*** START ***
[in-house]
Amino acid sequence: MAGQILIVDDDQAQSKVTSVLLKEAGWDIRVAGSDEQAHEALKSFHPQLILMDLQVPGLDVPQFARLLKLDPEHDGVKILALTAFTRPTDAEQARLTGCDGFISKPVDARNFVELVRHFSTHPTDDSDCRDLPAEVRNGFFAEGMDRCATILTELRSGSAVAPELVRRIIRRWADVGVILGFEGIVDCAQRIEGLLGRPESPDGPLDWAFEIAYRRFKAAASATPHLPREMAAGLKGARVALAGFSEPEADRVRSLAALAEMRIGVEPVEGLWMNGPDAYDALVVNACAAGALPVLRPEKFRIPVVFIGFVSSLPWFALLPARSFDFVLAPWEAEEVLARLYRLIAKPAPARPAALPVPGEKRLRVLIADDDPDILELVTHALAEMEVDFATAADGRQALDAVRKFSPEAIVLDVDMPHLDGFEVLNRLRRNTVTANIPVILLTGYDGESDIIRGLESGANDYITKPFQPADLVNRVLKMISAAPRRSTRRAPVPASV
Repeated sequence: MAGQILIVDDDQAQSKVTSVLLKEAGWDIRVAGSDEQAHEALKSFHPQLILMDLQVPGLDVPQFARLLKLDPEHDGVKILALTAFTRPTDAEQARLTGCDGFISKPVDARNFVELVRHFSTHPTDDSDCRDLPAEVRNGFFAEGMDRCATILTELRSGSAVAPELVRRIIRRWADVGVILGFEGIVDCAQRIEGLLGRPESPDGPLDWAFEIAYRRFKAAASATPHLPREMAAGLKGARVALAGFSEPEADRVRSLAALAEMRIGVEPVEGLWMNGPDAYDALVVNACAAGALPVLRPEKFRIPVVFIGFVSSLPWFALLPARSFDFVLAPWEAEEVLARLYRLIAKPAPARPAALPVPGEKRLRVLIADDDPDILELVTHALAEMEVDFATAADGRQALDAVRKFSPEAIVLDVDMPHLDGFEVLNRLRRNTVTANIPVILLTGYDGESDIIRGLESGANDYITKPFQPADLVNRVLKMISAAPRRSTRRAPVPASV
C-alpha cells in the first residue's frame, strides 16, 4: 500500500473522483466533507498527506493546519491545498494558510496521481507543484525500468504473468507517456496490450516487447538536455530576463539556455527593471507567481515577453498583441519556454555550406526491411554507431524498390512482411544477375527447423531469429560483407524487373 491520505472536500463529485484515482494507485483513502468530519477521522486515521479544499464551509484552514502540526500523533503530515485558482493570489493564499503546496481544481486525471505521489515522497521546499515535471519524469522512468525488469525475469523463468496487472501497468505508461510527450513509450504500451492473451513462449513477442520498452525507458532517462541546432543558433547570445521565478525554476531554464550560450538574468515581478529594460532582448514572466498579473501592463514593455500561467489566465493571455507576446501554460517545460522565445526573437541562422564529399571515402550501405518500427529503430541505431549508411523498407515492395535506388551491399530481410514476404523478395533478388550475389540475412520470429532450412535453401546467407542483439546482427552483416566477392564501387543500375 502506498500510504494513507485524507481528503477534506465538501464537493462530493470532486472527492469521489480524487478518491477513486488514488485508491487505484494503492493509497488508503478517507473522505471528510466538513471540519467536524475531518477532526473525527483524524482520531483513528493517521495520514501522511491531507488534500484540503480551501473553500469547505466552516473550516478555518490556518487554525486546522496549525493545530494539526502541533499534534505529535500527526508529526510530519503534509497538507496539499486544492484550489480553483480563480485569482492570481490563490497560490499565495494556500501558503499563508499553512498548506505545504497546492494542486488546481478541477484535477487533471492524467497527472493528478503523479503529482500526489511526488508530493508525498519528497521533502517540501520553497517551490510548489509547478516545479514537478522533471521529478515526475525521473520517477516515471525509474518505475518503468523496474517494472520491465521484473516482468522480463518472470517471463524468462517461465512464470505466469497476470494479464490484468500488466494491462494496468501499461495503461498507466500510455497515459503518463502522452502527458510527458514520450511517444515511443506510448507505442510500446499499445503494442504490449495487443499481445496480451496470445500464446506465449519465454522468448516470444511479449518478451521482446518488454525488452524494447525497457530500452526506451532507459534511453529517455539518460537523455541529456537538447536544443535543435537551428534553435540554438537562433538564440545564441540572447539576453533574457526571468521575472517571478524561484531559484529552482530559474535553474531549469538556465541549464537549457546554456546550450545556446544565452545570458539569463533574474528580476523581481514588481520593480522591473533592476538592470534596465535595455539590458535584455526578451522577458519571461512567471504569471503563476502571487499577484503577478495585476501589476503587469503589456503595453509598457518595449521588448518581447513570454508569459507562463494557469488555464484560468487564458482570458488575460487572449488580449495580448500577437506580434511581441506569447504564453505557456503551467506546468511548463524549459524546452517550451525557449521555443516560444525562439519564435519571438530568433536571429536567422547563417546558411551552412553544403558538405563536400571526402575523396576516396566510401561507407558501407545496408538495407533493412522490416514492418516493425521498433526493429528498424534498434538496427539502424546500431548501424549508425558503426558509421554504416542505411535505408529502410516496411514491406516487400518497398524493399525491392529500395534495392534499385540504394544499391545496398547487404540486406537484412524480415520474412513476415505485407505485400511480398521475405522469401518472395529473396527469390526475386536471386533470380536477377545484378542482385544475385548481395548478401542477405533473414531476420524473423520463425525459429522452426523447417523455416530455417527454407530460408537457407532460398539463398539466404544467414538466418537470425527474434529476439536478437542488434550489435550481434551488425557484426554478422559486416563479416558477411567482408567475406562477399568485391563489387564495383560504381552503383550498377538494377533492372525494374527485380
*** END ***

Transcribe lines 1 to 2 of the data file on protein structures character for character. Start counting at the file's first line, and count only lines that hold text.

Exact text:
[in-house]
Amino acid sequence: MAGQILIVDDDQAQSKVTSVLLKEAGWDIRVAGSDEQAHEALKSFHPQLILMDLQVPGLDVPQFARLLKLDPEHDGVKILALTAFTRPTDAEQARLTGCDGFISKPVDARNFVELVRHFSTHPTDDSDCRDLPAEVRNGFFAEGMDRCATILTELRSGSAVAPELVRRIIRRWADVGVILGFEGIVDCAQRIEGLLGRPESPDGPLDWAFEIAYRRFKAAASATPHLPREMAAGLKGARVALAGFSEPEADRVRSLAALAEMRIGVEPVEGLWMNGPDAYDALVVNACAAGALPVLRPEKFRIPVVFIGFVSSLPWFALLPARSFDFVLAPWEAEEVLARLYRLIAKPAPARPAALPVPGEKRLRVLIADDDPDILELVTHALAEMEVDFATAADGRQALDAVRKFSPEAIVLDVDMPHLDGFEVLNRLRRNTVTANIPVILLTGYDGESDIIRGLESGANDYITKPFQPADLVNRVLKMISAAPRRSTRRAPVPASV